Border by Border
With 10 borders to choose from, how to know where to go? Lets deep dive into each border to choose from!
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Luo Hu Border (Lo Wu on Hong Kong side)
This is a classic border that Hong Kong residents always think of as Shenzhen. It is an old border. It is nice in that it allows you to take the MTR and subway on both sides of the border. To get there you take the metro to the Luo Hu stop on the Shenzhen side or the Lo Wu stop on the Hong Kong side. While I have never done it, I’m told you can buy a China visa at the border here.
Hours of Operation: 6:30 am to midnight
Here is the border you can always rely on taking, as it is open 24 hours. I have taken this border in the middle of the night at least a few times, usually after a networking event in Lan Kwai Fung in Central that ends around 11 pm or later. Sure, at that point you could just get a hotel in Hong Kong, but there is the preference of waking up in your own bed the next day to get back on track.
So Huanggang is always your fallback option for crossing in and out of Hong Kong and Mainland China.
Honestly, it is my least favorite border out of all the options, mainly because it is hard to get to (no nearby subways) and also because you have to take a bus between the Hong Kong and Shenzhen border.
All other borders you walk between the borders, but in Huanggang you need to exit one border, get onto a bus in the middle of the border, take it to the other border and enter the region. The best way to get there is to take a bus at Wan Chai next to the immigration tower. It runs 24 hours as well there. From the China side, you need to take a taxi, or about a 15 minute walk from a couple different subway stations. This border is not meant for people on foot, it is built for cars and buses to cross. This is where my dual-plate Hong Kong business friends choose to cross the border.
Hours of Operation: 24 hours!
Futian Border – Lok Mau Chao
The newest and most convenient border in my opinion. It is the only other border besides Luohu that connects to the subway and MTR systems on both sides. I believe this is meant to be the border the government wants the non-car / bus travelers to go to. It is new and wide and clean. The trickiest part is it isn’t 24 hours and closes a bit earlier than most of the others. There have been nights out at Coco Park bar street after dinner when we have literally run to the border, only to have the doors locked up at 10 pm or so. They are not flexible at all in letting a few foreigners get in at the last minute.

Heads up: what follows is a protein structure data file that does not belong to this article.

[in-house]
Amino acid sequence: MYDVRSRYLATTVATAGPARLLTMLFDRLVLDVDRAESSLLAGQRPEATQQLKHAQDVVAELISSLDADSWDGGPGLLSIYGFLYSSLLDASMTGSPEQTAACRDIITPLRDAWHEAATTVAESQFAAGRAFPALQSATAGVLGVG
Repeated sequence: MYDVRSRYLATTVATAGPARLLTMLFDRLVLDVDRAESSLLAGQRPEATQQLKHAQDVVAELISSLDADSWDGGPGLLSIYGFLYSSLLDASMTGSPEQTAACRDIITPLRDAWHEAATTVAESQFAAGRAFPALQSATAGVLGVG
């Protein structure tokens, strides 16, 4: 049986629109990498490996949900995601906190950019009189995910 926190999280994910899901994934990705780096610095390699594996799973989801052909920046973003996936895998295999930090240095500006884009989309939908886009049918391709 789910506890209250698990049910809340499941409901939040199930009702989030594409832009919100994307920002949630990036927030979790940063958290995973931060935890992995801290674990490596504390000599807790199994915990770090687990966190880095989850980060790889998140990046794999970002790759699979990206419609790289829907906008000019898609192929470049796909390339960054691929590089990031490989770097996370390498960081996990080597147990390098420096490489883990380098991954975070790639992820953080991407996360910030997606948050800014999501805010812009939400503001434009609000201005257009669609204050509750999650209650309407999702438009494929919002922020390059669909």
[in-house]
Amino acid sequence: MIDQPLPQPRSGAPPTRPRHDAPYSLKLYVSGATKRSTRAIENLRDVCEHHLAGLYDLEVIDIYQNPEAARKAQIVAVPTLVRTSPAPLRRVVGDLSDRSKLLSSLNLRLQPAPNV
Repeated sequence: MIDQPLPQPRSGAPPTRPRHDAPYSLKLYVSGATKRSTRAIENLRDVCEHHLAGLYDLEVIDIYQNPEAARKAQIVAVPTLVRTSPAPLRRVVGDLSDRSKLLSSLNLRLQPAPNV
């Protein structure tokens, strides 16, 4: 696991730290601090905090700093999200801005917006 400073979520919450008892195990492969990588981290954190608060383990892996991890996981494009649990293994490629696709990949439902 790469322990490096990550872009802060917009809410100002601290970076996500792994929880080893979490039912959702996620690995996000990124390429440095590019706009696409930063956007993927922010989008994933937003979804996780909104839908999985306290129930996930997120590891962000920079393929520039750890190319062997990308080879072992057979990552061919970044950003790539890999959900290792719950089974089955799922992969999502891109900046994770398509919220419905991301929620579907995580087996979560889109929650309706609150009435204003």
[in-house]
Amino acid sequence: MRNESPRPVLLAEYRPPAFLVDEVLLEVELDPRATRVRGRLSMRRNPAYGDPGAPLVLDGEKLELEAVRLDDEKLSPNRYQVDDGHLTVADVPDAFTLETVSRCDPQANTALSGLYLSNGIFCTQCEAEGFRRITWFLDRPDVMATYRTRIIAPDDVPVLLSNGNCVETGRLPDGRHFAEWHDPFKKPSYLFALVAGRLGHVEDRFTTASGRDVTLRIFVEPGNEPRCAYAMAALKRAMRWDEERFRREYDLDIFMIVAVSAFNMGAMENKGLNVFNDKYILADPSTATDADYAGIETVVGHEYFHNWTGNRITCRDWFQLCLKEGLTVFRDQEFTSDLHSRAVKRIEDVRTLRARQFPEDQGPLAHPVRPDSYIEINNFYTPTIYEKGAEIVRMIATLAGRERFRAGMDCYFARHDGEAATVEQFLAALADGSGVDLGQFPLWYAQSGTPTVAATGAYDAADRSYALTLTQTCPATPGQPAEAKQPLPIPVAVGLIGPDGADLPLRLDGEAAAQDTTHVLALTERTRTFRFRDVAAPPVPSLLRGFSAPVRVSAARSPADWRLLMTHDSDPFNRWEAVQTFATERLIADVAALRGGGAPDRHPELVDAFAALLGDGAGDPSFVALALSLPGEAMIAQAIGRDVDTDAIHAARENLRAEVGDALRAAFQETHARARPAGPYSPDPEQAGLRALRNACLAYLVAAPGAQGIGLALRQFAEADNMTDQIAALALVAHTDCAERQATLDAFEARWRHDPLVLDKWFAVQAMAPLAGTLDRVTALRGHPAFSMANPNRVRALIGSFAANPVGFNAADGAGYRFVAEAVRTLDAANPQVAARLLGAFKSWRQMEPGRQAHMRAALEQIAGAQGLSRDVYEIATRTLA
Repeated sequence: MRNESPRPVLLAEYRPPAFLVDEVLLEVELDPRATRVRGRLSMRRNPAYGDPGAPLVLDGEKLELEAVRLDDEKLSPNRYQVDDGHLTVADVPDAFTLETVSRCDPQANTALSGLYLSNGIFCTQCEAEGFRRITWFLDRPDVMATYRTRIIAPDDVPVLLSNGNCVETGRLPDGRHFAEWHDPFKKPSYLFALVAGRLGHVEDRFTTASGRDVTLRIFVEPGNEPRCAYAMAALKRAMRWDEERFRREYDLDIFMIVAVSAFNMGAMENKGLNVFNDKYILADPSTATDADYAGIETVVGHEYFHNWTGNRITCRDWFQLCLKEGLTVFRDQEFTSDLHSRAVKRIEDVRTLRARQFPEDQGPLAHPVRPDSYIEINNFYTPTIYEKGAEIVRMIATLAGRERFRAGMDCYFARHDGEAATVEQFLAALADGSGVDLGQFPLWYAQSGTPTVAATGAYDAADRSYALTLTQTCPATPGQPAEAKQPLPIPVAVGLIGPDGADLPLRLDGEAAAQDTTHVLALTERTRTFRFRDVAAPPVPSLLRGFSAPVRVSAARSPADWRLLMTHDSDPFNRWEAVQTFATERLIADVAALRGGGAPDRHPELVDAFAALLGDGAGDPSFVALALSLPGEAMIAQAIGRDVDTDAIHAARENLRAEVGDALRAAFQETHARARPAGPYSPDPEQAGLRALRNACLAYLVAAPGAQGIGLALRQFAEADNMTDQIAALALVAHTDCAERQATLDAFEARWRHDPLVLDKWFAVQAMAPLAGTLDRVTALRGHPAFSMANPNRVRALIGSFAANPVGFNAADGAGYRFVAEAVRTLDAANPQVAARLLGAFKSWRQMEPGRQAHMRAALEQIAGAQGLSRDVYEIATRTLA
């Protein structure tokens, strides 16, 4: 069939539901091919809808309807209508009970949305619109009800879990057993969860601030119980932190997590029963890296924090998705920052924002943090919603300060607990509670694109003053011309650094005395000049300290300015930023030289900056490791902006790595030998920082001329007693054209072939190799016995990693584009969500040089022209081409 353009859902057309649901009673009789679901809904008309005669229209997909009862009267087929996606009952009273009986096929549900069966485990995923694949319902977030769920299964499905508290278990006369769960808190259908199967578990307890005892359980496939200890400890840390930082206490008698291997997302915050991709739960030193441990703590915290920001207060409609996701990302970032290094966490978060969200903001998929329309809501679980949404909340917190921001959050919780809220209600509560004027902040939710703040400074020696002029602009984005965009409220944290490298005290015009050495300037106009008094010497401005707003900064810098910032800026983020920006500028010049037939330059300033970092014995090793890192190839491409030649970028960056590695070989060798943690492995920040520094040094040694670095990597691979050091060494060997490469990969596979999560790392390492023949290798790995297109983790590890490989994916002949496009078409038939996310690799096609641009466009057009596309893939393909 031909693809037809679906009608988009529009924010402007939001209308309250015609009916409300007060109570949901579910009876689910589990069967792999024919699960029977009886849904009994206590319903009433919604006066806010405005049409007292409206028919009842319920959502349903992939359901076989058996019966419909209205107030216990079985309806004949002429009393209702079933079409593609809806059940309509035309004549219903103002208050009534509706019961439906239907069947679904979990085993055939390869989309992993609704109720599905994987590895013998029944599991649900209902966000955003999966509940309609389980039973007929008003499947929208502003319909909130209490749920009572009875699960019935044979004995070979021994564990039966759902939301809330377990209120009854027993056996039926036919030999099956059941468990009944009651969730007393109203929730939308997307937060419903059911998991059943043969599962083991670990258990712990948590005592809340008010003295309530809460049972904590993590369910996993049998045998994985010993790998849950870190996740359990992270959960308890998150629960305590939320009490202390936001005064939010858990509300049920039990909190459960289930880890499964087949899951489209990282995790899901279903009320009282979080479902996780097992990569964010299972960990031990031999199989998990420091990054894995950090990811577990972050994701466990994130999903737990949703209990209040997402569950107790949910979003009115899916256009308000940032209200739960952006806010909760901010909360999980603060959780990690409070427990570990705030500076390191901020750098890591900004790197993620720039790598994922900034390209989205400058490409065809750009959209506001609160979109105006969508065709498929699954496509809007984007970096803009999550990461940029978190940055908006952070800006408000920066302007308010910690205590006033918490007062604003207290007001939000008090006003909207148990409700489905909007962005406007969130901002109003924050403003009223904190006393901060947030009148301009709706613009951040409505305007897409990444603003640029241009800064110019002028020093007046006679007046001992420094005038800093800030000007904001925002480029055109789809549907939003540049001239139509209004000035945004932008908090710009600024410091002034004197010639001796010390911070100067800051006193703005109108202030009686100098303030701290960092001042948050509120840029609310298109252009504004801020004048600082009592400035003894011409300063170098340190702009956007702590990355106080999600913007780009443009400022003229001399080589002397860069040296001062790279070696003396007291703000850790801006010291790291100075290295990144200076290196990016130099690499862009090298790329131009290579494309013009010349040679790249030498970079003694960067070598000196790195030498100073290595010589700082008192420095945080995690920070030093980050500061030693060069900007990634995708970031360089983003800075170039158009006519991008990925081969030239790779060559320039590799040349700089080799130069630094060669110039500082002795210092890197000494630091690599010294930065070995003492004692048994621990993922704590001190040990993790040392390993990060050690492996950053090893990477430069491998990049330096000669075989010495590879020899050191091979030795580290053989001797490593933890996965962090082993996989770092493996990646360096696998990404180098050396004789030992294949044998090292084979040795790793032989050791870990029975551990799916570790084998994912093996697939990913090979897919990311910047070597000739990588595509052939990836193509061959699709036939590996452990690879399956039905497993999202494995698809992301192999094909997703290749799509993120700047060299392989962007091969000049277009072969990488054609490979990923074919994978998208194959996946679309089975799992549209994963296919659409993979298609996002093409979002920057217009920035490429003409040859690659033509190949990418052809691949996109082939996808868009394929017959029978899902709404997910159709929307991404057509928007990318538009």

Hours of Operation: 6:30 am- 9:30 pm
Shenzhen Bay Border
This is one I am constantly taking as I live in Shekou. The government built a massive bridge across the Shenzhen Bay to open this border, and it is meant more for tour buses than subway travelers as there isn’t a subway too close on either side. You’ll need to take a taxi or bus on each side. If you buy a coach ticket to go to Hong Kong, make sure you buy it on the Shenzhen side; you can’t buy it on the Hong Kong side, and need to pay in RMB. There is a SkyLimo to the Hong Kong airport here. I will be a bit more detailed on this border as it is the border I frequent the most and want to document it all.
Getting here from the Shenzhen side: There are a bunch of public city buses, but I normally don’t bother. I usually just take a taxi from my home in Shekou, or a taxi from Houhai MTR station (Coastal City), as that is about the closest station.
Getting to Shenzhen Bay Border from Hong Kong: Tons of options. There are coaches (usually I take the one from Prince Edward Exit A). There is also the option to take the MTR to Tin Shui Wai and then go to exit B, down the stairs on that side of the street and taking the B2P bus to Shenzhen Bay border. Another MTR option is to Tuen Mun stop and then the B3X.
Hours of Operation: 6:30 am-midnight.
This is the most convenient, but granted a bit more expensive. One way from Shekou, Shenzhen to Central, Hong Kong is 120 RMB. But there are special rates for groups of more than three travelers (on weekends), and a special rate for same-day round-trip for 150 RMB. The tricky part about the same-day round-trip is that the ferry only runs about five times a day, and the last one is 6 pm on weekends, so you need to have your last meeting by 5 pm and make it quick! I’m always rushing in Hong Kong when I do the same-day return ticket.